University of Arkansas

03/09/2018 | News release | Distributed by Public on 03/09/2018 00:39

Multi-State Research to Solve Complex Arthropod Issues in Crops

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Jeffrey Gore, crop entomologist

The Department of Entomology hosts crop entomologist, Jeffrey Gore, for a seminar at 4 p.m. Thursday, March 15.

The seminar, 'Multi-State Research to Solve Complex Arthropod Issues in Crops,' is free and open to the public and will be held in AGRI 332. Refreshments will be served before the seminar at 3:30 p.m. in AGRI 316.

Farmers across the Mid-South region of the U.S. face numerous arthropod pests that limit productivity and profitability of agronomic crops grown in the region. Additionally, several key incidences of resistance to insecticides and traits, and introductions of exotic species have occurred over the last decade.

In these instances, information is needed in a short period of time to provide growers and agricultural consultants unique IPM strategies that protect their profitability. Efforts to evaluate new technologies, and to develop and refine action thresholds that are replicated in multiple states across the region allow researchers and extension specialists to provide needed information in a timelier manner. Also because the information is developed across a broad geography we are able to have more confidence in the recommendations that are developed.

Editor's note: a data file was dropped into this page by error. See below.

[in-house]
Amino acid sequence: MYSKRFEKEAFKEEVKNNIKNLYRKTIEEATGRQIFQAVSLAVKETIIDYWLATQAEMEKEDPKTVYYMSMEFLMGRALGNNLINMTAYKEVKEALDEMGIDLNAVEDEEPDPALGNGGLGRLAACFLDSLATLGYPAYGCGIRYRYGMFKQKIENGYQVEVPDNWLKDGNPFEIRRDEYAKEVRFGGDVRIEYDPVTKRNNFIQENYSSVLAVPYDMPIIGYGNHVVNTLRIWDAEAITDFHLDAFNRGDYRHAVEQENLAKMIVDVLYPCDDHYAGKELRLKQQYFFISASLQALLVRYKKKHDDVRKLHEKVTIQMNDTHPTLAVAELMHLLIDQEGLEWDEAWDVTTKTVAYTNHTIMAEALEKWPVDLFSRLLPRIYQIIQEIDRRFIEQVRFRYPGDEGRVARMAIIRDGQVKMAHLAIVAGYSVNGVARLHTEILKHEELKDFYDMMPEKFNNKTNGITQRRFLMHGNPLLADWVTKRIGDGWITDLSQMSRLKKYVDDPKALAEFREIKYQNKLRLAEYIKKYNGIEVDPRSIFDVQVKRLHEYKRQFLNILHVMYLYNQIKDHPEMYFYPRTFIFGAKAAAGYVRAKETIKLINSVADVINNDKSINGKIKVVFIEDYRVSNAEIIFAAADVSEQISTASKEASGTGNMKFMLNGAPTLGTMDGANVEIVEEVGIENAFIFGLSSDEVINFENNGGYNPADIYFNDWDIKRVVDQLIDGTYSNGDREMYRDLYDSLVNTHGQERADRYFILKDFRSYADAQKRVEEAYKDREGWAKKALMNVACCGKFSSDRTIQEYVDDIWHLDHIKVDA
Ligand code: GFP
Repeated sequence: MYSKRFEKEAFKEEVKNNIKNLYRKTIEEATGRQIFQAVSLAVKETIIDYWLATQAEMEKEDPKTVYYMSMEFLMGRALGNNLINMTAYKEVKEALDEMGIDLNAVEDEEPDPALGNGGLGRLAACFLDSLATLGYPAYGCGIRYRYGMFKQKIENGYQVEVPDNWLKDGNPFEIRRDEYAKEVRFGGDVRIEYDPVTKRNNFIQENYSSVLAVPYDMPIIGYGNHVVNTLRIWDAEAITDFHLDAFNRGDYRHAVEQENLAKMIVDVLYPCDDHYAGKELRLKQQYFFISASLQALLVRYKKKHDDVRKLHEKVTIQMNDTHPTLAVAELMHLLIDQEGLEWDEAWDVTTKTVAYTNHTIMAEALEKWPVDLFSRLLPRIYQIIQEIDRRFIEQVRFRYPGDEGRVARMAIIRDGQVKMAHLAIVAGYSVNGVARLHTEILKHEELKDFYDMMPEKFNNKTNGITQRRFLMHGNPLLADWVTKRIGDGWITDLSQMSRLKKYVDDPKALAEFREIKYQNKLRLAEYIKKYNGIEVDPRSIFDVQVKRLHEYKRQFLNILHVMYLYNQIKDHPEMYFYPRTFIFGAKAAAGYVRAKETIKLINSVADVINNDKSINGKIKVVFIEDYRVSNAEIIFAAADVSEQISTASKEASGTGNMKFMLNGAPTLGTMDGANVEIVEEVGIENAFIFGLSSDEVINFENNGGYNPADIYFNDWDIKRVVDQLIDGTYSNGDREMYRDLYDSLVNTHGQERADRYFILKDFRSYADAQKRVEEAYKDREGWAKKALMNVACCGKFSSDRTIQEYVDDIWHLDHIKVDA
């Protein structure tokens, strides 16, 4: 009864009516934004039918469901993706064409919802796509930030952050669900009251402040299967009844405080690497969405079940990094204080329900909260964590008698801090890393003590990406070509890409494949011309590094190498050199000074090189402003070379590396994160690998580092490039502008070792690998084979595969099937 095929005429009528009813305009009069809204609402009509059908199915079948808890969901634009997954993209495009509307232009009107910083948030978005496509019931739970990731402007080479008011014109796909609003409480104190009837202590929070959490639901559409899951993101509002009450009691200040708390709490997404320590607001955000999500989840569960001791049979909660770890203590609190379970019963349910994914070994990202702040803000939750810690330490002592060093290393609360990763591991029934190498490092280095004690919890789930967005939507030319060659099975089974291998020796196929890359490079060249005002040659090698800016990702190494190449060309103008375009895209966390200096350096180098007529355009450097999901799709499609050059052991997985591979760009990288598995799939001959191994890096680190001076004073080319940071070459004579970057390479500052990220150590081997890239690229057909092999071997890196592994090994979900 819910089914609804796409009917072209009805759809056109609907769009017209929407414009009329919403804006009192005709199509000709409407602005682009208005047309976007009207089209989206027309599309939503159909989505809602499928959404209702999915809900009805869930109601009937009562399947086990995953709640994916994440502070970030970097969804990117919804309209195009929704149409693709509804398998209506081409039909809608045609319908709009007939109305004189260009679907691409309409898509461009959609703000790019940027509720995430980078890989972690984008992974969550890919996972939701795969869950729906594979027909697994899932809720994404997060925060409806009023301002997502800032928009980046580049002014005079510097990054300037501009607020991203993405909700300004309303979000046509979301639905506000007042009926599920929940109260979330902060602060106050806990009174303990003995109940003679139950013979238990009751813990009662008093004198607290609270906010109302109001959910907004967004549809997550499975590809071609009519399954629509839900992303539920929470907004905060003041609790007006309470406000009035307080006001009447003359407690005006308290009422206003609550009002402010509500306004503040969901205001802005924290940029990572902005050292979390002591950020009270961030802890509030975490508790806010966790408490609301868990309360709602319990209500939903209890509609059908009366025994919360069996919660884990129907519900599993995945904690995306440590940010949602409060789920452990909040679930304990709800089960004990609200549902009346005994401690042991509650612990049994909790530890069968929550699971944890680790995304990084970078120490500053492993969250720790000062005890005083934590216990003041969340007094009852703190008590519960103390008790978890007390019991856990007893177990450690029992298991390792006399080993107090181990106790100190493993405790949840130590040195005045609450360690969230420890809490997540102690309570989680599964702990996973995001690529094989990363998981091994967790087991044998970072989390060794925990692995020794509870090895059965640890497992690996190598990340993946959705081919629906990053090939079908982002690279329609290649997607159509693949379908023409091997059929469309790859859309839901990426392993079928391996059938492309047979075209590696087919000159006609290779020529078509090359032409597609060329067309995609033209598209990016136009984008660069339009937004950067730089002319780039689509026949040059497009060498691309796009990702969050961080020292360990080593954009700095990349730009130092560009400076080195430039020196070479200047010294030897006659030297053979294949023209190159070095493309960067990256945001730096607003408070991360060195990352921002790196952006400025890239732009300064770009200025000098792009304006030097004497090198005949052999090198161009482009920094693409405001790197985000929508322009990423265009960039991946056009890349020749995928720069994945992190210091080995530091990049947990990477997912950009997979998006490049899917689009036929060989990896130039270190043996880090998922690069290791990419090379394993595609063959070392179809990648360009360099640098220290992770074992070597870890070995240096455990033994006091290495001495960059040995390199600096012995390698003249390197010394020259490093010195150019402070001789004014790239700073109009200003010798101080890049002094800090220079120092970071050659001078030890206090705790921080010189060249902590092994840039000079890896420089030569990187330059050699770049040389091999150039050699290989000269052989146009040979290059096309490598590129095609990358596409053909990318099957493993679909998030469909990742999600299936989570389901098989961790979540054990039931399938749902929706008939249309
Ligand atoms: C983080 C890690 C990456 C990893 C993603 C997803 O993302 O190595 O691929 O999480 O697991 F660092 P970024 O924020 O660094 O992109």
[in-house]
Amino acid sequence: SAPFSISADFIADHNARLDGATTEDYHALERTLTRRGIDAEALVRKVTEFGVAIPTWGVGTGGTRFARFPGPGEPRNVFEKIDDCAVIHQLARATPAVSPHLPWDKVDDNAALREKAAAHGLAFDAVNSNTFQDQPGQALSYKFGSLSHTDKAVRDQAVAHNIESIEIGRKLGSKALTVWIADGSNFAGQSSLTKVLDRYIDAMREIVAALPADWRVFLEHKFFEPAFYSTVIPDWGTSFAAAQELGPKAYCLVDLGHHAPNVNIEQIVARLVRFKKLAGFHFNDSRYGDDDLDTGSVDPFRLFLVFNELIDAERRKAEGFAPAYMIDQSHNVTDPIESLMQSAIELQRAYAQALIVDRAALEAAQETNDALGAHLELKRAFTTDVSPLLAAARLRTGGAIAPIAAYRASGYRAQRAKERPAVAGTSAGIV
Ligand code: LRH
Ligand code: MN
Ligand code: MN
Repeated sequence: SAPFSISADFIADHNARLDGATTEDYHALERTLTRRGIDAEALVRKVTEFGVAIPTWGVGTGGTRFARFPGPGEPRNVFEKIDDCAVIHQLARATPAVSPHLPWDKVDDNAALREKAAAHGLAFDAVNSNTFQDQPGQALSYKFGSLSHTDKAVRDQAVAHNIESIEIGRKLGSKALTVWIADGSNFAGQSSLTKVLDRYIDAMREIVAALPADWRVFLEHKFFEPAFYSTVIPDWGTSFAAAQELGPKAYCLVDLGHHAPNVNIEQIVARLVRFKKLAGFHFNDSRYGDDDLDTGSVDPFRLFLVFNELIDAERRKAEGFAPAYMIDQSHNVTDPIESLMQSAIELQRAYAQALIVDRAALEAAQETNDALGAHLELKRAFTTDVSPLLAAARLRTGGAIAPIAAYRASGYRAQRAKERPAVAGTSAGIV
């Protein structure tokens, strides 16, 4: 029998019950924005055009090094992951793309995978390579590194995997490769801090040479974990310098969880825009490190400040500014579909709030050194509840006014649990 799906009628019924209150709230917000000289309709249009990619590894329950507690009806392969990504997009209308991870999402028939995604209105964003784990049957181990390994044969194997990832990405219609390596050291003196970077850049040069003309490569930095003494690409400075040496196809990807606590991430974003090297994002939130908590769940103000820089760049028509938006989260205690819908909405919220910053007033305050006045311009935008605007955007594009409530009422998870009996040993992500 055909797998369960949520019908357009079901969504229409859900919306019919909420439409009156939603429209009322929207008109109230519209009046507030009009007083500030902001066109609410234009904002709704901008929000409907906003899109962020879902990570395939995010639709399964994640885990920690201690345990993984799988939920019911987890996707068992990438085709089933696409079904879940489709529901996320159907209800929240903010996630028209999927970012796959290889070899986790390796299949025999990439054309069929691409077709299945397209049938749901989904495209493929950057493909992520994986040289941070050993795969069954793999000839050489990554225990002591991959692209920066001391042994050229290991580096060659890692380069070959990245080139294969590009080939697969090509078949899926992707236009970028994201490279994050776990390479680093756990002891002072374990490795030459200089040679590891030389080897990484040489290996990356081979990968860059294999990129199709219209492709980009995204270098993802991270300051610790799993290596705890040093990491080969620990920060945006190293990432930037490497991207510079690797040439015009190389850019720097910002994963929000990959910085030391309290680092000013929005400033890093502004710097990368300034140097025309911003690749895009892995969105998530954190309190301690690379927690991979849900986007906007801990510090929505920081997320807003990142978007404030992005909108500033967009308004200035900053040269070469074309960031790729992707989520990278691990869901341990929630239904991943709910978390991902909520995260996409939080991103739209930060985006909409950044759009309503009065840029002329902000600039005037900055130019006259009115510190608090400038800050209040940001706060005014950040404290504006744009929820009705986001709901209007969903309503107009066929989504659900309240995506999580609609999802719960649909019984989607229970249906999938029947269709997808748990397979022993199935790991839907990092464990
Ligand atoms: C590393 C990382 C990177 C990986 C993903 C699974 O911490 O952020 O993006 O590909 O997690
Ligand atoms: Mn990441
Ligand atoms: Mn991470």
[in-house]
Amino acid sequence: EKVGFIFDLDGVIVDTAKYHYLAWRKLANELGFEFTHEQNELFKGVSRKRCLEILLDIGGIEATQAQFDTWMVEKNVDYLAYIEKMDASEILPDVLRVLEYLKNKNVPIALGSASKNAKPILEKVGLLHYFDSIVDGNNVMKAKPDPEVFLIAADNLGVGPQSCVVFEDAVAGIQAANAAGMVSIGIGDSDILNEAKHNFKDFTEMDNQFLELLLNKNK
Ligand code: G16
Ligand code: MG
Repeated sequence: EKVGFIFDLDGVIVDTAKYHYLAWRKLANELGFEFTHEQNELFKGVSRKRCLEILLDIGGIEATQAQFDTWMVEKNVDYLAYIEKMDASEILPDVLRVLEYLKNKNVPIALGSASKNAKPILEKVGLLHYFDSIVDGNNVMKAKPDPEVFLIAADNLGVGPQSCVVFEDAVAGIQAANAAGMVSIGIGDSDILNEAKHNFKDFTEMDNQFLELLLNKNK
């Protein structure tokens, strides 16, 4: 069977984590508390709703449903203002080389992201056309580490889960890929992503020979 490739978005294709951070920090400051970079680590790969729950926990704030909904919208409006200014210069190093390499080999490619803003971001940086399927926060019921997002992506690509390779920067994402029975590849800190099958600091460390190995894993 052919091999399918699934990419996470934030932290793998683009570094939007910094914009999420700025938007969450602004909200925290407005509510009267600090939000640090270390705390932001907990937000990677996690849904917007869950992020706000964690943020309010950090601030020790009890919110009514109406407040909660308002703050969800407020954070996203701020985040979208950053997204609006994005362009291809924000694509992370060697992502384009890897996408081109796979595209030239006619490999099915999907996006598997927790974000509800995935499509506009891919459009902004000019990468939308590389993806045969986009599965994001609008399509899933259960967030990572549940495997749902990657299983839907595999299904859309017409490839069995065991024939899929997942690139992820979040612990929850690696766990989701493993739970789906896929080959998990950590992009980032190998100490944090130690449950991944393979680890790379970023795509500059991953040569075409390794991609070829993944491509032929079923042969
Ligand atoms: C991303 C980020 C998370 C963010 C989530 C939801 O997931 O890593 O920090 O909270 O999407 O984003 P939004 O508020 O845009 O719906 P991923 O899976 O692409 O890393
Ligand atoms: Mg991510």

Multiple research efforts that have been completed by the Mid-South Entomology Working Group will be discussed.

Gore is an associate professor at the Mississippi State University, Delta Research and Extension Center in Stoneville. Gore received his B.S. in Entomology/Integrated Pest Management from Auburn University and an M.S. and Ph.D. in Entomology from Louisiana State University. After receiving his Ph.D., Gore worked as a research entomologist for the USDA, ARS, Southern Insect Management Research Unit in Stoneville. He joined the faculty at Mississippi State University in the fall of 2007. His research responsibilities include Integrated Pest Management of insect pests in cotton, rice, peanut, grain sorghum, corn, soybean, and wheat.

About the Dale Bumpers College of Agricultural, Food and Life Sciences: Bumpers College provides life-changing opportunities to position and prepare graduates who will be leaders in the businesses associated with foods, family, the environment, agriculture, sustainability and human quality of life; and who will be first-choice candidates of employers looking for leaders, innovators, policy makers and entrepreneurs. The college is named for Dale Bumpers, former Arkansas governor and longtime U.S. senator who made the state prominent in national and international agriculture.

About the Division of Agriculture: The University of Arkansas System Division of Agriculture, through its Agricultural Experiment Station, or AAES, and Cooperative Extension Service, carry out the land-grant mission established by the Morrill Act of 1862 to deliver research discoveries, technologies and information for better living to the people of Arkansas. The Division of Agriculture is one of 20 entities within the University of Arkansas System. It has offices in all 75 counties in Arkansas and faculty on five system campuses.